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The Chappell brothers' has to be the ideal childhood, one every lover of cricket would commit heinous crimes to enjoy. They grew up in Adelaide where, Greg Chappell says, the weather was so good, they could play outdoors from daybreak until dark. Their father, Martin, turned their backyard into a cricket pitch, gave them proper cricket balls and bats, and they played proper simulated Test matches. Chappell says he learned reacting to various situations in actual Test cricket because of the fiercely competitive Test matches he played with elder brother Ian in the backyard, "more battleground than playground". He got his trademark flick off the hip from backyard cricket.
Ian is four-and-a-half years older. Greg says Ian began to acknowledge his existence only when he turned nine. Until then, Ian wanted to play with mates his own age, and when he finally began playing with Greg there was no allowance for the age gap. Test matches, like many of us did as kids, were elaborately played. Being younger, Greg always represented England, and Ian Australia. Each brother batted 10 times, and at the fall of every wicket had to walk into the laundry, write the score, and come back as a new batsman. The only way it probably differed from other kids' childhood Tests was that other kids also tried to simulate the style of the batsman they represented. The kind of batsman Greg turned out to be bears no resemblance to the style of the Englishmen he represented.
Ian was good at hitting a ridge on the pitch, and bouncing Greg. Greg says the days and days spent playing such cricket helped him with actual Test cricket significantly. He says the atmosphere was not protective, as it is in today's coaching world. If he couldn't play the cut, he says, he didn't shelve it, he tried to get better at it. He hated getting out, but it was not "terminal" as it is in nets and games kids play nowadays.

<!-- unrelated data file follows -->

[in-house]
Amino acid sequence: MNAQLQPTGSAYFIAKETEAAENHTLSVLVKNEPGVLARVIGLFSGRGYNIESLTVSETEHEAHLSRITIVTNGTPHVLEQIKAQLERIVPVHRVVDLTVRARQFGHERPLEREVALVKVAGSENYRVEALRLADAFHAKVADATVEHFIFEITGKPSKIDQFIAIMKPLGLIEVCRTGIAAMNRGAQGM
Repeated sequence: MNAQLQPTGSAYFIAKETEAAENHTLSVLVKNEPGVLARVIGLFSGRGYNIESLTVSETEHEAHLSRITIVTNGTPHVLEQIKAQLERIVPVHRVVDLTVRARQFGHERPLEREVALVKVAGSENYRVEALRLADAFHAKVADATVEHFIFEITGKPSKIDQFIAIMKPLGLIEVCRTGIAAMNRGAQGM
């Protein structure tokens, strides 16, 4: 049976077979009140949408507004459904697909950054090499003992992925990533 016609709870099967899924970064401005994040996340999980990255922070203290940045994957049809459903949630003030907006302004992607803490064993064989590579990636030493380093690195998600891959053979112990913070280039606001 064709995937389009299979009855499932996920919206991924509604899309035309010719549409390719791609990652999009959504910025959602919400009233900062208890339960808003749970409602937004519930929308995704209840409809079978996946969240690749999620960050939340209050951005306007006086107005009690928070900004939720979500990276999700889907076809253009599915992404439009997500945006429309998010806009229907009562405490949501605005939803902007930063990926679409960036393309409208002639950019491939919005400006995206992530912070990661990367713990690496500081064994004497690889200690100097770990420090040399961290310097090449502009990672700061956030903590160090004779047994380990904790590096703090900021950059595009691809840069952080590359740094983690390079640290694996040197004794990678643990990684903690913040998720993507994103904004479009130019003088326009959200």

The most endearing story about Greg's childhood has to be the genesis of the flick off the hip, and also the on drive. He realised only when Mike Brearley once asked him about the shot, and how Brearley thought it was a unique shot. Greg then thought about it, and realised he acquired it in the backyard. Martin Chappell had been careful to protect the windows of the house, and those of the neighbours. He was also an amateur gardener, and loved his fruit trees. There were fences around those areas too.
All that really didn't leave him many scoring areas in the on side. If he had to score runs on the on side, Greg would have to score wide of a tree at mid-on, or between two behind square, "between the apricot tree and the almond tree".
Apart from their father, grandpa Vic Richardson is a part of the story of the Chappell boys. When they played for their school, they could see Richardson's car outside but never see him. Only once in a while the head of the grandfather would bob out from behind a tree. This is reminiscent of how Mohammad Azharuddin's grandfather used to watch him play without letting him know he did. On days that they played well, Richardson would then call his daughter, ask the phone be handed over to them, and say, "Well played, and hang up."
Chappell related these anecdotes at Adelaide Writers' Week, where he was promoting his new book, Fierce Focus, which has many more insights into his life as a cricketer, coach and selector.
Sidharth Monga is an assistant editor at ESPNcricinfoFeeds: Sidharth Monga
© ESPN EMEA Ltd.
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